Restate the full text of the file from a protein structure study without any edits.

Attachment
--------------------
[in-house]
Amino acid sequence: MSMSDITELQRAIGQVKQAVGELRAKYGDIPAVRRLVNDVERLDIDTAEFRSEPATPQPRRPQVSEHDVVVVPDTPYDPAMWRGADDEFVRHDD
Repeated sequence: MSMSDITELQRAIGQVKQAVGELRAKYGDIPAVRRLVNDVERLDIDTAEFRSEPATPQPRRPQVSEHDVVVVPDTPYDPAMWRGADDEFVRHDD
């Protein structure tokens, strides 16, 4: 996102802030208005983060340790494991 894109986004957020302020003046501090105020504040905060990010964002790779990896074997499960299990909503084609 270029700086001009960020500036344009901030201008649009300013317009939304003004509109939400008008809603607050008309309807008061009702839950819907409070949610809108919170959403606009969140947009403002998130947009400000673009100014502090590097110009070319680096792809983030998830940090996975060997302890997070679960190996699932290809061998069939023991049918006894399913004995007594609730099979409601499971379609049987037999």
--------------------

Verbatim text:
[in-house]
Amino acid sequence: MSMSDITELQRAIGQVKQAVGELRAKYGDIPAVRRLVNDVERLDIDTAEFRSEPATPQPRRPQVSEHDVVVVPDTPYDPAMWRGADDEFVRHDD
Repeated sequence: MSMSDITELQRAIGQVKQAVGELRAKYGDIPAVRRLVNDVERLDIDTAEFRSEPATPQPRRPQVSEHDVVVVPDTPYDPAMWRGADDEFVRHDD
């Protein structure tokens, strides 16, 4: 996102802030208005983060340790494991 894109986004957020302020003046501090105020504040905060990010964002790779990896074997499960299990909503084609 270029700086001009960020500036344009901030201008649009300013317009939304003004509109939400008008809603607050008309309807008061009702839950819907409070949610809108919170959403606009969140947009403002998130947009400000673009100014502090590097110009070319680096792809983030998830940090996975060997302890997070679960190996699932290809061998069939023991049918006894399913004995007594609730099979409601499971379609049987037999």